Lessons from Alchemy & Chaos Theory

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by Robin Robertson

DharmaCafe is pleased to present the first in a series of articles connecting the traditional and ancient science of alchemy to the new science of chaos theory written by mathematician, practicing Jungian psychologist, and life-long amateur magician Robin Robertson. Here Dr. Robertson overviews the entire series and introduces several fundamental alchemical principles.


How is it that transformation comes about? Let us look at two models of that process, both of which ostensibly look at outer transformation, while unknowingly also speaking about inner transformation. One is an ancient model - Western alchemy - which came into existence in the Western World during the 1st through the 3rd centuries,  reached its peak in the 15th and 16th centuries, and still existed in some form during the 17th and 18th centuries. It was only in the twentieth century, however, that the idea first occurred that alchemy was actually a model for psychological transformation. Psychologist C. G. Jung argued that the alchemical opus (i.e., the stages of the process leading to the production of the Philosopher’s Stone), was equally a portrait of the stages of the individuation process of the alchemists, which they were unconsciously projecting out onto the physical world. Religious historian and philosopher Mircea Eliade placed the emphasis slightly differently: he said that the processes that underlie alchemy lie deep in both the psyche and the world, and must then inevitably occur in any transformative process, whether in chemical beakers, or inside the human soul.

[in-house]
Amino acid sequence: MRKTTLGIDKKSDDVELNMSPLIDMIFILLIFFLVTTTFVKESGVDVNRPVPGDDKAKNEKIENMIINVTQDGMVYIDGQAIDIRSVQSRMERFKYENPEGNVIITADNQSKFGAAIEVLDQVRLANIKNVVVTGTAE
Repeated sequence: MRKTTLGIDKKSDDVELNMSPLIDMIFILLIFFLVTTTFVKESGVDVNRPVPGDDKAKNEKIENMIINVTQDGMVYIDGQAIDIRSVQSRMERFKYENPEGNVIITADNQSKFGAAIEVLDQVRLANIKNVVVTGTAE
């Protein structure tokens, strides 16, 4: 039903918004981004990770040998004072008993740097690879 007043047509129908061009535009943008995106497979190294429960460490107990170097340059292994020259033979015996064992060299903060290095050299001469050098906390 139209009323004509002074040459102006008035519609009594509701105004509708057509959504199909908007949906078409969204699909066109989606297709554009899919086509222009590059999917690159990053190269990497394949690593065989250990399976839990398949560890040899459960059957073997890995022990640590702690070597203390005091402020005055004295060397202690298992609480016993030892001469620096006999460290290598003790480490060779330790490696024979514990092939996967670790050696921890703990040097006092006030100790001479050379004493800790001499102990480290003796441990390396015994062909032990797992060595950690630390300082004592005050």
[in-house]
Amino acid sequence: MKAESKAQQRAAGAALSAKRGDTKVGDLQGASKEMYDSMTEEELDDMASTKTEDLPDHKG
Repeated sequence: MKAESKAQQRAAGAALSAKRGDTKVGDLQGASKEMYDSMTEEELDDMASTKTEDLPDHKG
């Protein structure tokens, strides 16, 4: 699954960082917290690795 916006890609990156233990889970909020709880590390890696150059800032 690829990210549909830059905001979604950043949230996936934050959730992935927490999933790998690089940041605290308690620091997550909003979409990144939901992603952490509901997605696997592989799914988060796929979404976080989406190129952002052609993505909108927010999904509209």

The other model - chaos theory - is much more recent. Deterministic chaos was first recognized explicitly in the early 1960’s, with meteorologist Edward Lorenz’s early computer models of weather. His work led to what has been termed “sensitive dependence on initial conditions.” Or more popularly - the butterfly effect - the idea that the flutter of a butterfly’s wings in China might affect the weather in Los Angeles. This is because very tiny initial changes can have very large final effects, when the changes are fed-back into a system and amplified,  over and over.